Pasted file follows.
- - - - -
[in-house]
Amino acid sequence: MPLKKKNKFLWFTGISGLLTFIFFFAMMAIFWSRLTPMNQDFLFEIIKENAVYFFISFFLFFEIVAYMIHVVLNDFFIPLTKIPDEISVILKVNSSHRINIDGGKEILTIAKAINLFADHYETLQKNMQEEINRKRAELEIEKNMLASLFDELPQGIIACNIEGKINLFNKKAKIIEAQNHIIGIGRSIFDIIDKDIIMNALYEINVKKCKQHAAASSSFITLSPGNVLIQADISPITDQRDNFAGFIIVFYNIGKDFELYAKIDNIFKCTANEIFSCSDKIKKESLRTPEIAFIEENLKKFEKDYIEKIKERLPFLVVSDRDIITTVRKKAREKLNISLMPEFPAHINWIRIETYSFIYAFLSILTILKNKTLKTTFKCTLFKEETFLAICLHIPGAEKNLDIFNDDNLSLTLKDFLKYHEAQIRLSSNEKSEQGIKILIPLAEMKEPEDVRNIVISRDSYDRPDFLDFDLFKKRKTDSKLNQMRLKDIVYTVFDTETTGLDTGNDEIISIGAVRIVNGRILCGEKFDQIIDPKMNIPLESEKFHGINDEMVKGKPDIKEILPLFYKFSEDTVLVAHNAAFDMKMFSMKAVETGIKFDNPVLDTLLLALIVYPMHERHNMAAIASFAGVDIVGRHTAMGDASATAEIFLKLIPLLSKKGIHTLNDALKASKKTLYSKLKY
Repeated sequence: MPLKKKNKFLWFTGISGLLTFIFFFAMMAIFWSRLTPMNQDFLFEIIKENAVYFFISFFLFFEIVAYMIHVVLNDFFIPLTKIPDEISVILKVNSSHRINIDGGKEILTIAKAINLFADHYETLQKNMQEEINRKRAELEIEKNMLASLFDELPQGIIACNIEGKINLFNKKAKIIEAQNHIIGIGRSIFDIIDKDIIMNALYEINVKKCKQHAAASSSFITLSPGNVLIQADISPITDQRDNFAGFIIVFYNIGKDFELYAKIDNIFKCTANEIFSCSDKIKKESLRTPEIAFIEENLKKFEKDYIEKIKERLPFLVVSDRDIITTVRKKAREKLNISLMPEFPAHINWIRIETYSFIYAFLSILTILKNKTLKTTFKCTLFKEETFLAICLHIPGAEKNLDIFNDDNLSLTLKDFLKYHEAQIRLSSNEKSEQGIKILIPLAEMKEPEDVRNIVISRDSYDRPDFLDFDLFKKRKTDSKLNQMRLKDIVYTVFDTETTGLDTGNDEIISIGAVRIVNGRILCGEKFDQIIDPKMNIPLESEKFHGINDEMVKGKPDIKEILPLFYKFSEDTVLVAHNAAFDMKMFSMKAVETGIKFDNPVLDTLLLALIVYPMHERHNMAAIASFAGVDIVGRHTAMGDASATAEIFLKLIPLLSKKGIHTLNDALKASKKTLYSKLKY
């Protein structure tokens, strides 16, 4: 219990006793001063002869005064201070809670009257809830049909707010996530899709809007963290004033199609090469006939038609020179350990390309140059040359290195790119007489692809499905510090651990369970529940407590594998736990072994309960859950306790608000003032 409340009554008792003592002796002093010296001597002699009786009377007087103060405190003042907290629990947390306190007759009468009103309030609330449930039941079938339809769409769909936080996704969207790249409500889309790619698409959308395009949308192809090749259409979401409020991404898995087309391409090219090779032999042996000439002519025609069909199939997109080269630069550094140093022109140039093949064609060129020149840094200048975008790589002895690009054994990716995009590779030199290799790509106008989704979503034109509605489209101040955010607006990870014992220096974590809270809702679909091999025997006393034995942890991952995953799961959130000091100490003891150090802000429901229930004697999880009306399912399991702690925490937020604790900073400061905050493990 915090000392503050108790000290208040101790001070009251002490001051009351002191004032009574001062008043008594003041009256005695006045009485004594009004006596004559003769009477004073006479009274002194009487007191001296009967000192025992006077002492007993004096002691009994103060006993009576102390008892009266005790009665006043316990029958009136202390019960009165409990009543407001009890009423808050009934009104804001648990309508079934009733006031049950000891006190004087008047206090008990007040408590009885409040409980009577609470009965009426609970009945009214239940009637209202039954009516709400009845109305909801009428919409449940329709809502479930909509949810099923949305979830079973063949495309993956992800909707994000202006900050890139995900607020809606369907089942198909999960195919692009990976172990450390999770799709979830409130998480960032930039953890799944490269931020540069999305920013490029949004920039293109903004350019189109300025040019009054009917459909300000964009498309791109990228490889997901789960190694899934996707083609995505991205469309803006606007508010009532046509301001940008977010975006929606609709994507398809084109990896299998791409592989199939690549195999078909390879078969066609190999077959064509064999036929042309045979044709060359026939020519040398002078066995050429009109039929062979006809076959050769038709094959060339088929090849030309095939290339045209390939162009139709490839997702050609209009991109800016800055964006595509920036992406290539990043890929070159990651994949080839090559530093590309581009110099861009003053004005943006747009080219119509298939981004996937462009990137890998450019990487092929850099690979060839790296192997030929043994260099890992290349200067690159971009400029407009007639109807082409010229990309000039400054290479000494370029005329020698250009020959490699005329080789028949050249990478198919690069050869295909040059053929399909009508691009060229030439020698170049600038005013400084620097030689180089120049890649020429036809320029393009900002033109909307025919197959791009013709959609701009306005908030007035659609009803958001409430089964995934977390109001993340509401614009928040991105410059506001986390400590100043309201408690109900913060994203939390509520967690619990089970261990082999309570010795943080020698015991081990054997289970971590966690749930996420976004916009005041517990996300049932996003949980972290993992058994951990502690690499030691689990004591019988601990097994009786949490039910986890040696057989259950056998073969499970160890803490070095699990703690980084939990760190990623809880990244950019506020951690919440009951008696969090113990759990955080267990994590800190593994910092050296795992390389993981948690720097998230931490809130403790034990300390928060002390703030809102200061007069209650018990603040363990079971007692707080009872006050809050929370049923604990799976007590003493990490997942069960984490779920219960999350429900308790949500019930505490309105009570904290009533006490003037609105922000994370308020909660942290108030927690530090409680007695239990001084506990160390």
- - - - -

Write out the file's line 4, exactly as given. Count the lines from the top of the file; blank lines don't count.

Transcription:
């Protein structure tokens, strides 16, 4: 219990006793001063002869005064201070809670009257809830049909707010996530899709809007963290004033199609090469006939038609020179350990390309140059040359290195790119007489692809499905510090651990369970529940407590594998736990072994309960859950306790608000003032 409340009554008792003592002796002093010296001597002699009786009377007087103060405190003042907290629990947390306190007759009468009103309030609330449930039941079938339809769409769909936080996704969207790249409500889309790619698409959308395009949308192809090749259409979401409020991404898995087309391409090219090779032999042996000439002519025609069909199939997109080269630069550094140093022109140039093949064609060129020149840094200048975008790589002895690009054994990716995009590779030199290799790509106008989704979503034109509605489209101040955010607006990870014992220096974590809270809702679909091999025997006393034995942890991952995953799961959130000091100490003891150090802000429901229930004697999880009306399912399991702690925490937020604790900073400061905050493990 915090000392503050108790000290208040101790001070009251002490001051009351002191004032009574001062008043008594003041009256005695006045009485004594009004006596004559003769009477004073006479009274002194009487007191001296009967000192025992006077002492007993004096002691009994103060006993009576102390008892009266005790009665006043316990029958009136202390019960009165409990009543407001009890009423808050009934009104804001648990309508079934009733006031049950000891006190004087008047206090008990007040408590009885409040409980009577609470009965009426609970009945009214239940009637209202039954009516709400009845109305909801009428919409449940329709809502479930909509949810099923949305979830079973063949495309993956992800909707994000202006900050890139995900607020809606369907089942198909999960195919692009990976172990450390999770799709979830409130998480960032930039953890799944490269931020540069999305920013490029949004920039293109903004350019189109300025040019009054009917459909300000964009498309791109990228490889997901789960190694899934996707083609995505991205469309803006606007508010009532046509301001940008977010975006929606609709994507398809084109990896299998791409592989199939690549195999078909390879078969066609190999077959064509064999036929042309045979044709060359026939020519040398002078066995050429009109039929062979006809076959050769038709094959060339088929090849030309095939290339045209390939162009139709490839997702050609209009991109800016800055964006595509920036992406290539990043890929070159990651994949080839090559530093590309581009110099861009003053004005943006747009080219119509298939981004996937462009990137890998450019990487092929850099690979060839790296192997030929043994260099890992290349200067690159971009400029407009007639109807082409010229990309000039400054290479000494370029005329020698250009020959490699005329080789028949050249990478198919690069050869295909040059053929399909009508691009060229030439020698170049600038005013400084620097030689180089120049890649020429036809320029393009900002033109909307025919197959791009013709959609701009306005908030007035659609009803958001409430089964995934977390109001993340509401614009928040991105410059506001986390400590100043309201408690109900913060994203939390509520967690619990089970261990082999309570010795943080020698015991081990054997289970971590966690749930996420976004916009005041517990996300049932996003949980972290993992058994951990502690690499030691689990004591019988601990097994009786949490039910986890040696057989259950056998073969499970160890803490070095699990703690980084939990760190990623809880990244950019506020951690919440009951008696969090113990759990955080267990994590800190593994910092050296795992390389993981948690720097998230931490809130403790034990300390928060002390703030809102200061007069209650018990603040363990079971007692707080009872006050809050929370049923604990799976007590003493990490997942069960984490779920219960999350429900308790949500019930505490309105009570904290009533006490003037609105922000994370308020909660942290108030927690530090409680007695239990001084506990160390």